A bed with storage makes a great place to store items for easy access such as your kid’s favorite board games. A desk with drawers can provide a work area and storage space for school supplies. However, make sure to label drawers so your child doesn't need to open every drawer to find an eraser. Consider using desk organizers to keep things tidy.
Get a Large Trash Bin
You can help your child keep gum wrappers and leftover trash off the floors (and inside the bed) with a large trash can placed in a visible spot in the room that’s easy to find. You might need to remind your child to throw things away a few times before they get in the habit, so try to be patient. Don’t forget to reward them with praise––or even a treat––when they remember to use the trash bin.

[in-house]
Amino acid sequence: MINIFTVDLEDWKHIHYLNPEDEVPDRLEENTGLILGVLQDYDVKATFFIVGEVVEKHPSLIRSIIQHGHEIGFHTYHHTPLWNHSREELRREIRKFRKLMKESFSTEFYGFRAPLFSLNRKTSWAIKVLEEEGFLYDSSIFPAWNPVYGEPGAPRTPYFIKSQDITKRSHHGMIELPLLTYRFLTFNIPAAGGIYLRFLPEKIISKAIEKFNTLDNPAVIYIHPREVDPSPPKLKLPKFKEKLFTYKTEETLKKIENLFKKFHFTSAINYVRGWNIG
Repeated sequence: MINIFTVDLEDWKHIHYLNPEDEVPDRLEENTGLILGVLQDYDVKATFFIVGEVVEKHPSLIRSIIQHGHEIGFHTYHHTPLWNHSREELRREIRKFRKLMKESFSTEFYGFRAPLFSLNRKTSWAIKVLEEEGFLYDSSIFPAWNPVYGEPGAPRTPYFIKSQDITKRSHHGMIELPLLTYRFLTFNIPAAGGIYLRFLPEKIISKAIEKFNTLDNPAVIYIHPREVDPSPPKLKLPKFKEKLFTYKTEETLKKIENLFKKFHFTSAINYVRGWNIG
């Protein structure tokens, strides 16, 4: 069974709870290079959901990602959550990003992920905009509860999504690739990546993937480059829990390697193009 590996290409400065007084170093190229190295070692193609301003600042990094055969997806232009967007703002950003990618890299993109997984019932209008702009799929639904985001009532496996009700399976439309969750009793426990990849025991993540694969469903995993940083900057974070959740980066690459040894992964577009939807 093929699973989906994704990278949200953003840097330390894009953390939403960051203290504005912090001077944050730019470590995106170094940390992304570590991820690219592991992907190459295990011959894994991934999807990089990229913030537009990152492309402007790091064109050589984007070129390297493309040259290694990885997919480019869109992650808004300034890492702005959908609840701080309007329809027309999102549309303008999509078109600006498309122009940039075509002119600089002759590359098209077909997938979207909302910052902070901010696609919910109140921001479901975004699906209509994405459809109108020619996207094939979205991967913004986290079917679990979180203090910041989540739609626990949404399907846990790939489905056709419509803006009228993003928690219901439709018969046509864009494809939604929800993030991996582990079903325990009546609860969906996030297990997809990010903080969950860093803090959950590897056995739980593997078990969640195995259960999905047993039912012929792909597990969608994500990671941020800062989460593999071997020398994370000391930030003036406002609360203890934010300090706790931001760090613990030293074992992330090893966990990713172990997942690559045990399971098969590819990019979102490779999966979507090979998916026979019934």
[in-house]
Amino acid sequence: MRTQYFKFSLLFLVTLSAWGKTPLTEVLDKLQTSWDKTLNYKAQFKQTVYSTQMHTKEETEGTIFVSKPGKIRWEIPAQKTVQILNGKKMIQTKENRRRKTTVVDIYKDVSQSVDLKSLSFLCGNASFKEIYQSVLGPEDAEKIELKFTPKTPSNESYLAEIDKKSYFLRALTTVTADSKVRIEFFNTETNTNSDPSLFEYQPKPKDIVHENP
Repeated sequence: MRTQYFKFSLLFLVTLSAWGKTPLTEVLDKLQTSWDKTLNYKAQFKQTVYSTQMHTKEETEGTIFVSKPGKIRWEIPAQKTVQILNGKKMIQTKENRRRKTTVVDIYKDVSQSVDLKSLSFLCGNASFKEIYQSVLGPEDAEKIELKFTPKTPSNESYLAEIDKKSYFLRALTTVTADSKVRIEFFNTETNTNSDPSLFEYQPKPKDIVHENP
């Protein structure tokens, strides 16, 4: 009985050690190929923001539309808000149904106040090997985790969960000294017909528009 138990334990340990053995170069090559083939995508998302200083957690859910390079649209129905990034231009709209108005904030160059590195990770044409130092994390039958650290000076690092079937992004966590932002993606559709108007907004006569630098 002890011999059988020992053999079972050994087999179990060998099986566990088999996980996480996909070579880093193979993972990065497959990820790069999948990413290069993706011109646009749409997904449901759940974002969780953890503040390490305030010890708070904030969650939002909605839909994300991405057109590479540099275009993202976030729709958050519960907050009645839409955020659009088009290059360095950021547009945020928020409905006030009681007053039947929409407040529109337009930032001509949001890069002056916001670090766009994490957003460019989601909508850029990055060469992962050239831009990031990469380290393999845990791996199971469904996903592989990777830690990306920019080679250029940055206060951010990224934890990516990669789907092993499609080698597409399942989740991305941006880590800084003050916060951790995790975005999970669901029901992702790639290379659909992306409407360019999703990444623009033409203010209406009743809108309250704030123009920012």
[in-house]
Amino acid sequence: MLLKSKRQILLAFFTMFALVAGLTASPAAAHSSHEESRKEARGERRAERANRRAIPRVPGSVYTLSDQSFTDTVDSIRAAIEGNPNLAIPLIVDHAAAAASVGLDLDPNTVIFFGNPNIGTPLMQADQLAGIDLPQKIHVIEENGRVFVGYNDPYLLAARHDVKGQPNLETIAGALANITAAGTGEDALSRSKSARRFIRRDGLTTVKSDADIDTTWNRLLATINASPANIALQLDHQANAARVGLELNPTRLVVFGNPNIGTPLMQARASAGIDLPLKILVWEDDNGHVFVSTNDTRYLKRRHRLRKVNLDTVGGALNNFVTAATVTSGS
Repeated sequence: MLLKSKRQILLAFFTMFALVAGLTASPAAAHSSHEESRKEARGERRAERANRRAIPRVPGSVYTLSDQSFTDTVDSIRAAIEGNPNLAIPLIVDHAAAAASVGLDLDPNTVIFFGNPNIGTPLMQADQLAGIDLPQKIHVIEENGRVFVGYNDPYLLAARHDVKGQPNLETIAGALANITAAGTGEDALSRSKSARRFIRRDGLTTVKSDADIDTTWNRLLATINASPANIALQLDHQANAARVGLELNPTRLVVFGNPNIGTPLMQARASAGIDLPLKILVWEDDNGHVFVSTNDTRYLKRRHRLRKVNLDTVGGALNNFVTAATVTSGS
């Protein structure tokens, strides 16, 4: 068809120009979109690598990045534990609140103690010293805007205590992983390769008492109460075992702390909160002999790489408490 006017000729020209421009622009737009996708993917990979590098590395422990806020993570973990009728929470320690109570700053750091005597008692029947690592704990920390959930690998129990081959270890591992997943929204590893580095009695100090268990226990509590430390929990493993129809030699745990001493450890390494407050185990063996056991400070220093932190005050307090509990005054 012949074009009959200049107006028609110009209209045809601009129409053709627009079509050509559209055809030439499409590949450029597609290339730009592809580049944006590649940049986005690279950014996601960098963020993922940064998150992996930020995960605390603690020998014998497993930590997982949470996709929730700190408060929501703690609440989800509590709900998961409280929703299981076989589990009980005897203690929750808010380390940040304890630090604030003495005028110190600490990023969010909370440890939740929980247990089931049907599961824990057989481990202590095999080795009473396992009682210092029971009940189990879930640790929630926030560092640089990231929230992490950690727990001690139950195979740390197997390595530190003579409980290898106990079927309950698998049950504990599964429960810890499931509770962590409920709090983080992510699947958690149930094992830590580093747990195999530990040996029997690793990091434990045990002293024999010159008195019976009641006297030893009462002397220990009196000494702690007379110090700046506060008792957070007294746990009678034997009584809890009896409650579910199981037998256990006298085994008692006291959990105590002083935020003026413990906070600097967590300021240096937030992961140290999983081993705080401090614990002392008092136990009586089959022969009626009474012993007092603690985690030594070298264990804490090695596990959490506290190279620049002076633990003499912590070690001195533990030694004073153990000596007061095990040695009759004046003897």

Place a Hamper In the Corner of the Room
Another receptacle for clearing clutter out of the bedroom is a clothes hamper. But a hamper tucked away in the closet gets ignored––and covered up. Place the clothes hamper in a corner if you don’t want it to be displayed front and center, and always choose a hamper with a lid in case it takes you a few days to get to the laundry.
Create Distraction-Free Zones
Distraction-free zones can help kids with ADHD focus and complete tasks. If you have the space, set up designated areas in the bedroom for study, relaxation, and play. Keep electronic devices––a major distraction––out of the bedroom. You can set up an area in an extra bedroom, the family room, or a designated corner to electronic devices when your home lacks space.